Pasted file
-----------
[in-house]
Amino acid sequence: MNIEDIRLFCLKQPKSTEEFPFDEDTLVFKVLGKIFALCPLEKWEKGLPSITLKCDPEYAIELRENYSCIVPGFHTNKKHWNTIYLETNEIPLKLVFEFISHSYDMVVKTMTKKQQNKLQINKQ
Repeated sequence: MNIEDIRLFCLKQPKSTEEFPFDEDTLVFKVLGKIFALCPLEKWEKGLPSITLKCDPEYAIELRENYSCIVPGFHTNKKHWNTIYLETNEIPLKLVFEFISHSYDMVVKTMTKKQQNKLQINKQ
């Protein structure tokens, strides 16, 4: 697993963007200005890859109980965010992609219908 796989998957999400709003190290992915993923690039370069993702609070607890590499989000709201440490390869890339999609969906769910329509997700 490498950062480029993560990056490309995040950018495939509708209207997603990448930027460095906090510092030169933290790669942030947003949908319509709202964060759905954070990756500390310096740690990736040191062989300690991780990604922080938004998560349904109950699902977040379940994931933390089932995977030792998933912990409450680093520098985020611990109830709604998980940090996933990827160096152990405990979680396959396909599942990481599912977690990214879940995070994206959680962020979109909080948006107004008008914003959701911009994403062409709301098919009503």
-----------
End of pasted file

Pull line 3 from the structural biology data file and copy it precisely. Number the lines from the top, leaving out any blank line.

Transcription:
Repeated sequence: MNIEDIRLFCLKQPKSTEEFPFDEDTLVFKVLGKIFALCPLEKWEKGLPSITLKCDPEYAIELRENYSCIVPGFHTNKKHWNTIYLETNEIPLKLVFEFISHSYDMVVKTMTKKQQNKLQINKQ